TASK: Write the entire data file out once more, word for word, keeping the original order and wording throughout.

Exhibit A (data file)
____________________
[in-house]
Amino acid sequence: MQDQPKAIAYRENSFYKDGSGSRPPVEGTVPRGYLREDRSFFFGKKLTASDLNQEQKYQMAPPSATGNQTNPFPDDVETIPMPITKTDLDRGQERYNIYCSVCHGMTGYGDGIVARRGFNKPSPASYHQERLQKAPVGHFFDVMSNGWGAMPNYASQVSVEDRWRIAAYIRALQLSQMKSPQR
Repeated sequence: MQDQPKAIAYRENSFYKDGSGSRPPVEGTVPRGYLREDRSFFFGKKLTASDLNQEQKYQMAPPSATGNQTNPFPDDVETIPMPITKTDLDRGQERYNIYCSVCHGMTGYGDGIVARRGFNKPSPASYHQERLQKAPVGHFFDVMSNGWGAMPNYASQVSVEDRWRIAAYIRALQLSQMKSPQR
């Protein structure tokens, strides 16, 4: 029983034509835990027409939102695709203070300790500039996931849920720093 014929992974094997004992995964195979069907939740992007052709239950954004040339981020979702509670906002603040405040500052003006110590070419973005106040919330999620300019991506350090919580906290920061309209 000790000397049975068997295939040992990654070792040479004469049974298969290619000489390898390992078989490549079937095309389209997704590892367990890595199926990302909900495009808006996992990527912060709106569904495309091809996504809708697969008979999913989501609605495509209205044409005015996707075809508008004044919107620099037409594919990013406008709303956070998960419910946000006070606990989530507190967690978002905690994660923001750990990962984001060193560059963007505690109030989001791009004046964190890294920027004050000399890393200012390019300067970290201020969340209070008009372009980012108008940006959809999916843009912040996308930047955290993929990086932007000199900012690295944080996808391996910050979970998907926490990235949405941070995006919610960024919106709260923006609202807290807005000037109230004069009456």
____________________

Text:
[in-house]
Amino acid sequence: MQDQPKAIAYRENSFYKDGSGSRPPVEGTVPRGYLREDRSFFFGKKLTASDLNQEQKYQMAPPSATGNQTNPFPDDVETIPMPITKTDLDRGQERYNIYCSVCHGMTGYGDGIVARRGFNKPSPASYHQERLQKAPVGHFFDVMSNGWGAMPNYASQVSVEDRWRIAAYIRALQLSQMKSPQR
Repeated sequence: MQDQPKAIAYRENSFYKDGSGSRPPVEGTVPRGYLREDRSFFFGKKLTASDLNQEQKYQMAPPSATGNQTNPFPDDVETIPMPITKTDLDRGQERYNIYCSVCHGMTGYGDGIVARRGFNKPSPASYHQERLQKAPVGHFFDVMSNGWGAMPNYASQVSVEDRWRIAAYIRALQLSQMKSPQR
């Protein structure tokens, strides 16, 4: 029983034509835990027409939102695709203070300790500039996931849920720093 014929992974094997004992995964195979069907939740992007052709239950954004040339981020979702509670906002603040405040500052003006110590070419973005106040919330999620300019991506350090919580906290920061309209 000790000397049975068997295939040992990654070792040479004469049974298969290619000489390898390992078989490549079937095309389209997704590892367990890595199926990302909900495009808006996992990527912060709106569904495309091809996504809708697969008979999913989501609605495509209205044409005015996707075809508008004044919107620099037409594919990013406008709303956070998960419910946000006070606990989530507190967690978002905690994660923001750990990962984001060193560059963007505690109030989001791009004046964190890294920027004050000399890393200012390019300067970290201020969340209070008009372009980012108008940006959809999916843009912040996308930047955290993929990086932007000199900012690295944080996808391996910050979970998907926490990235949405941070995006919610960024919106709260923006609202807290807005000037109230004069009456």